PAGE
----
Courtesy Chrysler Group LLC
A steel box encloses two steel pressurized tanks on the Ram 2500 Heavy Duty CNG, which can haul 1,580 lb in the bed and tow up to 7,650 lb. Ram claims it is the first factory-made truck to run on CNG and gasoline.

The so-called green truck segment is growing fast. By the end of this year, the number of alternative-fuel commercial vehicles on the road in the U.S. is expected to rise to more than 150,000, a 16% annual increase, estimates the National Truck Equipment Association. Although this represents a fraction of the millions of vehicles on the road today, the new breed of trucks is attracting the interest of cost-conscious fleet managers.

Responding to demands for cheaper, cleaner fuels than gasoline or diesel, Ford, General Motors and Ram have introduced new pickups that are designed to run on compressed natural gas (CNG) and gasoline. The "bifuel" trucks debuted at the Work Truck Show, which NTEA hosted on March 6-8 in Indianapolis. Helping to spur adoption and lessen fears, the truck makers are offering standard warranty packages. The models promise a two- to three-year payback, they said.

CNG currently represents the largest volume within the green truck segment, with an estimated 74,000 vehicles on the road this year, says NTEA. Speaking at the Work Truck Show's Green Truck Summit, U.S. Dept. of Energy Secretary Steven Chu called natural gas a "no-brainer" but warned that fuel storage and infrastructure are the limiting factors to widespread adoption.

"The most expensive part is the additional tank," said Chu. "That's the issue."

As for fueling infrastructure, industry experts say CNG works well for short-distance hauls when drivers return each day to a central refueling yard. Many long-haul fleets are considering liquified natural gas, which is denser than CNG and provides more range. The problem? Few truck stops offer LNG pumps.

"CNG trucks are well suited to the severe service market as the payback period can be a little longer," said Ann Duignan, an analyst for J.P. Morgan, in a recent investor note, adding that "some conversions cost up to $18,000, and fleets are balking at this incremental cost."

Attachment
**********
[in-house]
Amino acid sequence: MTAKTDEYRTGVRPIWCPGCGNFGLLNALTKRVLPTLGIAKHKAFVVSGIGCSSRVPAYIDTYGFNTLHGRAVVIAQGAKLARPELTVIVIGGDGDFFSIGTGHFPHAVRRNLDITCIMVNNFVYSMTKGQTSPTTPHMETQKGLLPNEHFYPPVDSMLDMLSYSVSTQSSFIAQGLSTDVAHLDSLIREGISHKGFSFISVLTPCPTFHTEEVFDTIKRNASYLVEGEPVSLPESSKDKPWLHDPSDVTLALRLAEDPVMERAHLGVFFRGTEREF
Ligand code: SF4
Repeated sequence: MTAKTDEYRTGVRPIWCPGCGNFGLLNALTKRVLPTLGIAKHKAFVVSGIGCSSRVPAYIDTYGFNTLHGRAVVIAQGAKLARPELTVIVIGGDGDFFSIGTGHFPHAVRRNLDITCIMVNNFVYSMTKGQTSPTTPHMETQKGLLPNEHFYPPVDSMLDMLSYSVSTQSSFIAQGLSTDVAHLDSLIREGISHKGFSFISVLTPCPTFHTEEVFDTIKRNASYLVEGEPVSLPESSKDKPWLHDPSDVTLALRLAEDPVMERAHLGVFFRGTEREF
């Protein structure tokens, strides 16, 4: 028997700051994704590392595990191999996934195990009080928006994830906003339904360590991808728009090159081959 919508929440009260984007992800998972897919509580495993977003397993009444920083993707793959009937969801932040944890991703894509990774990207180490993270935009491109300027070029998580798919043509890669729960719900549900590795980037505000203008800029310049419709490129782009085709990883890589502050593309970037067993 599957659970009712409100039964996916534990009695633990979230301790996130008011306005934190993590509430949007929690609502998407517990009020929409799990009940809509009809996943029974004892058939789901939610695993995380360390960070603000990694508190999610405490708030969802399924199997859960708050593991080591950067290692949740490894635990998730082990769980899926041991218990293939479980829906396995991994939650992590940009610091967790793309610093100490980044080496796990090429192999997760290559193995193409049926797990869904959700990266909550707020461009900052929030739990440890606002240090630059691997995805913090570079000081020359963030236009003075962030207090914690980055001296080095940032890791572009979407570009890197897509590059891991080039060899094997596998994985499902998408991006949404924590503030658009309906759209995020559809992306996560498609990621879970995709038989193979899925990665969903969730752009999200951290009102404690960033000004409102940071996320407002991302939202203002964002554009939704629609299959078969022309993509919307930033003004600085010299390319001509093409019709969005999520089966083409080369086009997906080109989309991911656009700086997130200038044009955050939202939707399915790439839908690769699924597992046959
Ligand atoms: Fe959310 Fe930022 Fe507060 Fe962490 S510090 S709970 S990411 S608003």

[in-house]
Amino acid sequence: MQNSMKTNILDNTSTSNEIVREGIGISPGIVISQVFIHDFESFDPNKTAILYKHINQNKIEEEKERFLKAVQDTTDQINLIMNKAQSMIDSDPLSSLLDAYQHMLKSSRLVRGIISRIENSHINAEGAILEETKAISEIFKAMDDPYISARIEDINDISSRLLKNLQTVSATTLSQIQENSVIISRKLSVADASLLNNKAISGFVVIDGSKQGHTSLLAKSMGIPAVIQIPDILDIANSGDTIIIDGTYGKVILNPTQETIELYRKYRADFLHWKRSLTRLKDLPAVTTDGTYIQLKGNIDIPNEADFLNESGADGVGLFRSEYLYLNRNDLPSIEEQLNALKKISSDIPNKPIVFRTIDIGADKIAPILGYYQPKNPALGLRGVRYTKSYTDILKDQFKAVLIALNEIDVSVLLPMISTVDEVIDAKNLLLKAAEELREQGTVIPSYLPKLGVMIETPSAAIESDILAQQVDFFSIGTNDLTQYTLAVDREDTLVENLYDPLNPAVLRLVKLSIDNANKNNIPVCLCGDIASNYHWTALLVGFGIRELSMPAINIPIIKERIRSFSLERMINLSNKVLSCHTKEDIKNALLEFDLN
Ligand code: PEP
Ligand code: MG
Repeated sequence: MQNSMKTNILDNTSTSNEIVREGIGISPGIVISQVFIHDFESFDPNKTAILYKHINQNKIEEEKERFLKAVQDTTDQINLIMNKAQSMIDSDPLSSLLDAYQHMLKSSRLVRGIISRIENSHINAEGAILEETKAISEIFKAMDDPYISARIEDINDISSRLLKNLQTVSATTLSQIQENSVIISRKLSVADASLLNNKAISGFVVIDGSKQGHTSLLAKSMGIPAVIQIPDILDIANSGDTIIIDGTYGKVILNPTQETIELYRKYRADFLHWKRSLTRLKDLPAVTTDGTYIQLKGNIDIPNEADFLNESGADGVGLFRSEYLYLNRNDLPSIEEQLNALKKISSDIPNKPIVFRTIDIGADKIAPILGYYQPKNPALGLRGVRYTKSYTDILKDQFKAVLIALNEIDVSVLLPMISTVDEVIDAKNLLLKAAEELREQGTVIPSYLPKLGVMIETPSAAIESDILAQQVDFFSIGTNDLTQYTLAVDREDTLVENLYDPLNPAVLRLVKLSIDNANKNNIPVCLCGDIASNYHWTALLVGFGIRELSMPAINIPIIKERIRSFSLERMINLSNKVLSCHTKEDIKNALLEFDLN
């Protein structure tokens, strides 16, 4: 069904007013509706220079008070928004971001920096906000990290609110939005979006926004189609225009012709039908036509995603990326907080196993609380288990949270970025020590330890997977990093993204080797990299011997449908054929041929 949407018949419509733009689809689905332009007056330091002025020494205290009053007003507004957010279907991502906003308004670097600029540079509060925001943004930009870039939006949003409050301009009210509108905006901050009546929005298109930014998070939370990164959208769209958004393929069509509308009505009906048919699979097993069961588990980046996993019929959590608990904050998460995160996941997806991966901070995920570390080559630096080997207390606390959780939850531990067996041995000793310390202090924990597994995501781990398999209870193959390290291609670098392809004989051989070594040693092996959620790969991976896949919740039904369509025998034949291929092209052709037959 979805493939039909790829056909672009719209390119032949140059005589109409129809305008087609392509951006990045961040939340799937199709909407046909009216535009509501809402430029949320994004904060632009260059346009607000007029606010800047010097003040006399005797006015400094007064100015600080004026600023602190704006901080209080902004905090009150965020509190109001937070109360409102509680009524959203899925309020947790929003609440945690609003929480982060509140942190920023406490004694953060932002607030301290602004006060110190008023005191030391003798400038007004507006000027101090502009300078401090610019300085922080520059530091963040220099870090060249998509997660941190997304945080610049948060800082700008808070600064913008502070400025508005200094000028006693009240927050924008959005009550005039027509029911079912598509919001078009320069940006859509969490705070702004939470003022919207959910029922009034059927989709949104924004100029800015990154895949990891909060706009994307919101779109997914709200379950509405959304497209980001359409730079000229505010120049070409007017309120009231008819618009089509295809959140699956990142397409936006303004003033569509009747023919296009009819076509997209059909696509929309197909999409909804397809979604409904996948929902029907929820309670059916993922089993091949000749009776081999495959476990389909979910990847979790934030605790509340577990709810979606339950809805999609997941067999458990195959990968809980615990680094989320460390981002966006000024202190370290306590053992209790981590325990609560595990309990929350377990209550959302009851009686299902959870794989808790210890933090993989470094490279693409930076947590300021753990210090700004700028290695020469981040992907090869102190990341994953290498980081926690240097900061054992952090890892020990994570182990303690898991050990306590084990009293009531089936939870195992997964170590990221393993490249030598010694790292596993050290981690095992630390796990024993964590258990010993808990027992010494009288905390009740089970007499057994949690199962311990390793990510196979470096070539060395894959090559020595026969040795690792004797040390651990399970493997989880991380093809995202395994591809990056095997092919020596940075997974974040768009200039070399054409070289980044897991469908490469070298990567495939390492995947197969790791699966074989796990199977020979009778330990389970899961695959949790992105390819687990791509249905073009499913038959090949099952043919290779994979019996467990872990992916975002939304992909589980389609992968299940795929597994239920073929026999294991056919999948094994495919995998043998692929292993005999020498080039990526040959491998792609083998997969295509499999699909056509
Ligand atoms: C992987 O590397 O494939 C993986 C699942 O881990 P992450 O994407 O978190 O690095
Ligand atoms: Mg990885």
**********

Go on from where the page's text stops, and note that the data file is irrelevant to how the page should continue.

In the light-duty commercial segment, manufacturers are trying to bring down the added cost, and one strategy is to build the systems in-house. Chrysler's Ram division unveiled what it is calling the first factory-built CNG pickup, which has a range of 255 miles on natural gas and an additional 112 miles on gasoline. Built in Saltillo, Mexico, the 2012 Ram 2500 Heavy Duty CNG—priced at $47,500, or roughly 30% more than a comparably equipped three-quarter-ton Ram—is offered only in a crew-cab, long-box configuration with four-wheel drive. However, it can be had with either standard or medium-level trim packages.

"We have an abundant supply of compressed natural gas here in the U.S., and we intend to use it with this truck," said Fred Diaz, Ram's president and CEO, at the truck show. "It's also a near-term viable option for lessening this country's dependence on crude oil."

The Ram starts on gasoline, then switches automatically to CNG shortly after start-up or when the truck's computer senses a light load on the engine. During a brief test drive, we found the switch to be almost imperceptible. The only indication was an LCD display that changed to "CNG" from "GAS." When the CNG tank is empty, the Ram will automatically switch back to gasoline.

A 5.7-liter HEMI V-8 engine, fitted with hardened valves and seats, supplies power. The bifuel truck comes with a five-year, 100,000-mile warranty, and its two CNG tanks, which rest in a steel box mounted flush with the top of the bed, are covered under a three-year, 36,000-mile warranty. Ram is taking fleet orders now for summer delivery.